Charles try­ing to usurp the Queen? No way, say aides

The Mail on Sunday - - Focus - By Robert Job­son

RE­PORTS that the Prince of Wales is try­ing to usurp the Queen or de­mand a more prom­i­nent role for him­self in Royal af­fairs were cat­e­gor­i­cally de­nied last night by se­nior Palace sources.

The claims, aired last week, con­tro­ver­sially sug­gested that the heir to the throne had been work­ing to in­crease his re­spon­si­bil­i­ties by the time he reaches his land­mark 70th birth­day next year, a move said to be known as Project 70.

But well-placed sources have told The Mail on Sun­day that the so­called project is ‘fan­tasy’.

One said: ‘ This is not the case. There is no such project. The Prince be­lieves ev­ery­thing he does is rep­re­sent­ing Her Majesty any­way. He ex­ists to serve. He is there to sup­port her in ev­ery­thing she does.’

Claims that Charles had joined his younger brother An­drew in work­ing to oust the Queen’s Pri­vate Sec­re­tary, Sir Christo­pher Geidt, have also been vig­or­ously dis­missed.

The news of Sir Christo­pher’s de­par­ture – re­vealed by The Mail on Sun­day in July – came as a shock to Royal watch­ers and led to a dra­matic shake-up of courtiers. Other de­par­tures have been an­nounced or are ex­pected, with one in­sider even say­ing last month: ‘You could de­scribe it as a right Royal sham­bles.’

Few ob­servers doubt there are ten­sions be­tween the three main Royal house­holds: Kens­ing­ton Palace, home to the young Roy­als, Clarence House, home to Prince Charles, and Buck­ing­ham Palace.

But an un­prece­dented state­ment, is­sued in an ap­par­ent at­tempt to quell spec­u­la­tion about any strain, seems to have suc­ceeded only in pour­ing fuel on the fire – be­cause it was is­sued on be­half of all three, and not the Queen’s alone, as is nor­mally the case.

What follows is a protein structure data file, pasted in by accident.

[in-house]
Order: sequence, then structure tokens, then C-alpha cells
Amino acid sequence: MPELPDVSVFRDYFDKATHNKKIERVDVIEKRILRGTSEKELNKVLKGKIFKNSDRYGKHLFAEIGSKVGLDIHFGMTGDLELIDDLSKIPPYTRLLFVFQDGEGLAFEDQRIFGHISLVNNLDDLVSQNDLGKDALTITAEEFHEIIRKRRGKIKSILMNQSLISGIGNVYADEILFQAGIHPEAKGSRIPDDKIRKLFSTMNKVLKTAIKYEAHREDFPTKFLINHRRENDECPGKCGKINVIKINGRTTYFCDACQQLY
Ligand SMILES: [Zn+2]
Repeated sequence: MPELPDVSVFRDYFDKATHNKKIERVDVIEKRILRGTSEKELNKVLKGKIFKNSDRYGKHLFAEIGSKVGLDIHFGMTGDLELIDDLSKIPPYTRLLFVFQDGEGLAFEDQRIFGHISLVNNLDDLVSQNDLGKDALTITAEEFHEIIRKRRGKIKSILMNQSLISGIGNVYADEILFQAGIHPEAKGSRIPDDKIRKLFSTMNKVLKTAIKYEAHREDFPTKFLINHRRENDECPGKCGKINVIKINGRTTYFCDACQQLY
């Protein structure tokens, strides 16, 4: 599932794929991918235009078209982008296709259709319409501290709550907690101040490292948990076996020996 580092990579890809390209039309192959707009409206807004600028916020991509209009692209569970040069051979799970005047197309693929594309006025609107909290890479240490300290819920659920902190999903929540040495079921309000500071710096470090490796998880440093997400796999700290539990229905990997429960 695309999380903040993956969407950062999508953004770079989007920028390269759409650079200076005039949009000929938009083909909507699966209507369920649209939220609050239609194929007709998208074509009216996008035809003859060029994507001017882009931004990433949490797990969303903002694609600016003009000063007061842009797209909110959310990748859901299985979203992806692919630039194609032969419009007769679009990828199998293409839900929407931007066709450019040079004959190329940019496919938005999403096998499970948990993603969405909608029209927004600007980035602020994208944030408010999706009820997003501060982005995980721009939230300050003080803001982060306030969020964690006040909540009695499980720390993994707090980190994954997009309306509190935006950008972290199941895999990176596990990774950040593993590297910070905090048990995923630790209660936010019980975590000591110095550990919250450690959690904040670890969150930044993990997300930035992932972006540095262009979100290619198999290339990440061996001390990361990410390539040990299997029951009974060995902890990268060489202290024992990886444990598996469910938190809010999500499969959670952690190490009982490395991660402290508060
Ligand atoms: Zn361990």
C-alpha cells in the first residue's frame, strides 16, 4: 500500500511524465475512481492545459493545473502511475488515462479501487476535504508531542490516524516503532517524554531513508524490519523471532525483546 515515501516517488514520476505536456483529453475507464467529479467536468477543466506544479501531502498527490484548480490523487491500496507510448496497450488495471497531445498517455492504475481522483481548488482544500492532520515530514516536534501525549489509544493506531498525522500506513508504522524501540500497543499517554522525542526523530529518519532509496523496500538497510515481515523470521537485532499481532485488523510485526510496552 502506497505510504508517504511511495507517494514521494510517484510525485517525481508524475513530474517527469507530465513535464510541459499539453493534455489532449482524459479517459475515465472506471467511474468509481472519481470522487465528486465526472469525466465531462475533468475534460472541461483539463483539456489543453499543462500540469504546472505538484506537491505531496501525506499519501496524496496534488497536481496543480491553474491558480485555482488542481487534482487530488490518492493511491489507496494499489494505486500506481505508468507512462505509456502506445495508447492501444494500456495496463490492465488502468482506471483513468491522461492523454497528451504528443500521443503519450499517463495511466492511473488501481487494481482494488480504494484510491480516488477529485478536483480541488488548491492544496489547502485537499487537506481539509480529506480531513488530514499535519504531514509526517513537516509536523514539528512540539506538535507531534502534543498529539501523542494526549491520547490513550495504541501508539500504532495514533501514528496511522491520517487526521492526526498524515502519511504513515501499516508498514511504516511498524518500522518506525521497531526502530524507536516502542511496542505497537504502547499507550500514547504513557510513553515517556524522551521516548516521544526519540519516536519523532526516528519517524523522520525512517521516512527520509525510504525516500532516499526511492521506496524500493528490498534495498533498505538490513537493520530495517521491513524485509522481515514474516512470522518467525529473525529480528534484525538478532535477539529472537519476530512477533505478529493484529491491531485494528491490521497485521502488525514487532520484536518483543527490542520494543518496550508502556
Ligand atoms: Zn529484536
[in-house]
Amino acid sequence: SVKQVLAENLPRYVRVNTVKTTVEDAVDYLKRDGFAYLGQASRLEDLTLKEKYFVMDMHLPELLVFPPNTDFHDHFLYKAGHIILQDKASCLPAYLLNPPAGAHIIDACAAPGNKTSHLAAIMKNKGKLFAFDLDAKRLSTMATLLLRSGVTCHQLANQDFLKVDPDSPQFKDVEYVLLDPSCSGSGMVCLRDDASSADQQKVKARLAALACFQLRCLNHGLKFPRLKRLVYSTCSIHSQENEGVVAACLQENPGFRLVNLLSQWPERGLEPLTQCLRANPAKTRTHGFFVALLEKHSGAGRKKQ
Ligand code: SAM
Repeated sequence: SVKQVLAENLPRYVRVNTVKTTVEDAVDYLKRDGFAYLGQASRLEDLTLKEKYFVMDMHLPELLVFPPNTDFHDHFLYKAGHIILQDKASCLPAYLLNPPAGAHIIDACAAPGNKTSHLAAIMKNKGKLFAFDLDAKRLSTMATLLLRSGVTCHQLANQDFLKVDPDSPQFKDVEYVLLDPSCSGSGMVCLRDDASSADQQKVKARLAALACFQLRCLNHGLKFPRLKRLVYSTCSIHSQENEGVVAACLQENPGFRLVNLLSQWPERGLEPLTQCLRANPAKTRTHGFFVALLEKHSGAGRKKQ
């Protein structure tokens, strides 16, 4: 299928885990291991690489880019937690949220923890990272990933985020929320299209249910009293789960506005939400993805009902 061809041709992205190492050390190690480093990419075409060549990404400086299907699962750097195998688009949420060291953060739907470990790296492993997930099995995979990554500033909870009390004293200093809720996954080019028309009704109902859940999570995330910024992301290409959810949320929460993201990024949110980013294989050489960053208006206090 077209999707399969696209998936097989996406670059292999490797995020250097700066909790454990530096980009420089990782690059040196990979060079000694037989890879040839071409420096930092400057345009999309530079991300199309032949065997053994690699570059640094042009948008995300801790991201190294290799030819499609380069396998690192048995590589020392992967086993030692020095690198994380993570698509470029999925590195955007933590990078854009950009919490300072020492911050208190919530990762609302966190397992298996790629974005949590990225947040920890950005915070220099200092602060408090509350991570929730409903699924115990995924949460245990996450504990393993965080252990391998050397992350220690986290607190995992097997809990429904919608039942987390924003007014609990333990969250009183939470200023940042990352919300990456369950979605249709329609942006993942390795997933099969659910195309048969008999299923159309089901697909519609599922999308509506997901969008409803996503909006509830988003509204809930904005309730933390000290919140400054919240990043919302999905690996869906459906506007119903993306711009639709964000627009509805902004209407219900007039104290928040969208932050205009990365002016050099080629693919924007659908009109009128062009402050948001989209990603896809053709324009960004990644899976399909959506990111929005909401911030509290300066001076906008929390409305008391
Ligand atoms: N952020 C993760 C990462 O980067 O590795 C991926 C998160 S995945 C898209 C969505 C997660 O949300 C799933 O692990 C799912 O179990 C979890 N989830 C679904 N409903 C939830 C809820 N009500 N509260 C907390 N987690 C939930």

‘Re­cent years have seen an ever closer work­ing re­la­tion­ship be­tween all the dif­fer­ent Royal house­holds,’ it said. ‘The Prince of Wales and the en­tire Royal Fam­ily are com­mit­ted to sup­port­ing the Queen.’

With the Duke of Ed­in­burgh hav­ing taken a back seat at the age of 96, the Queen is these days said to see Charles as her most trusted ad­viser.

One ob­server said: ‘This is a monar­chy in tran­si­tion – poised and ready for a change of man­age­ment. But when, how and in­deed if that hap­pens will de­pend wholly on the Queen.’

‘Monar­chy ready for a change of man­age­ment’

Ex­o­dus of aides in palace shake-up has turned into ‘royal sham­bles’ Charles with the Queen, and, left, MoS re­ports of up­heaval among Royal aides ‘SUP­PORT’:

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